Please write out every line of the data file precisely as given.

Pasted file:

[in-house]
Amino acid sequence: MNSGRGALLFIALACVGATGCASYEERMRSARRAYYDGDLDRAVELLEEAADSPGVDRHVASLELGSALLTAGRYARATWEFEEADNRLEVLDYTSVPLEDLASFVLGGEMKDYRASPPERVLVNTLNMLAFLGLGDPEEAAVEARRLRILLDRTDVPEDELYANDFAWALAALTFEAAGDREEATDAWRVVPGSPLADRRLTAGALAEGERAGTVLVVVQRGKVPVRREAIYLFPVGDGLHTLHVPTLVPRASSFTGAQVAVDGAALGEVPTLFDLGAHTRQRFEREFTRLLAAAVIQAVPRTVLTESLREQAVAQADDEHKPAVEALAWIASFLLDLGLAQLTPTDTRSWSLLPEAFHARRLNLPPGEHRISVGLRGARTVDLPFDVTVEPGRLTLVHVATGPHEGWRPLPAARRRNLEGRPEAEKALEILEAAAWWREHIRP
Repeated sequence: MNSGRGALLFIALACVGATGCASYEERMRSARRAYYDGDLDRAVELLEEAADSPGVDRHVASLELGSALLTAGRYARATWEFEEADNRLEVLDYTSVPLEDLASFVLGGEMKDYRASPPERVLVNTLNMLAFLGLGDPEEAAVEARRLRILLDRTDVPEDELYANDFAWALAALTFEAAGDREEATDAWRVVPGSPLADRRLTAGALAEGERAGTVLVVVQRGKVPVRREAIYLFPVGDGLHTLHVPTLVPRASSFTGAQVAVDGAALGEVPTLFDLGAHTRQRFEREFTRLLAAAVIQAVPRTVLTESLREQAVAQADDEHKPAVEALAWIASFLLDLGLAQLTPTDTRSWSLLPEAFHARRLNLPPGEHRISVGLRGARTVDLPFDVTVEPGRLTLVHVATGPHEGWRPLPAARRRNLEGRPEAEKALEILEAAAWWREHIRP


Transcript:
[in-house]
Amino acid sequence: MNSGRGALLFIALACVGATGCASYEERMRSARRAYYDGDLDRAVELLEEAADSPGVDRHVASLELGSALLTAGRYARATWEFEEADNRLEVLDYTSVPLEDLASFVLGGEMKDYRASPPERVLVNTLNMLAFLGLGDPEEAAVEARRLRILLDRTDVPEDELYANDFAWALAALTFEAAGDREEATDAWRVVPGSPLADRRLTAGALAEGERAGTVLVVVQRGKVPVRREAIYLFPVGDGLHTLHVPTLVPRASSFTGAQVAVDGAALGEVPTLFDLGAHTRQRFEREFTRLLAAAVIQAVPRTVLTESLREQAVAQADDEHKPAVEALAWIASFLLDLGLAQLTPTDTRSWSLLPEAFHARRLNLPPGEHRISVGLRGARTVDLPFDVTVEPGRLTLVHVATGPHEGWRPLPAARRRNLEGRPEAEKALEILEAAAWWREHIRP
Repeated sequence: MNSGRGALLFIALACVGATGCASYEERMRSARRAYYDGDLDRAVELLEEAADSPGVDRHVASLELGSALLTAGRYARATWEFEEADNRLEVLDYTSVPLEDLASFVLGGEMKDYRASPPERVLVNTLNMLAFLGLGDPEEAAVEARRLRILLDRTDVPEDELYANDFAWALAALTFEAAGDREEATDAWRVVPGSPLADRRLTAGALAEGERAGTVLVVVQRGKVPVRREAIYLFPVGDGLHTLHVPTLVPRASSFTGAQVAVDGAALGEVPTLFDLGAHTRQRFEREFTRLLAAAVIQAVPRTVLTESLREQAVAQADDEHKPAVEALAWIASFLLDLGLAQLTPTDTRSWSLLPEAFHARRLNLPPGEHRISVGLRGARTVDLPFDVTVEPGRLTLVHVATGPHEGWRPLPAARRRNLEGRPEAEKALEILEAAAWWREHIRP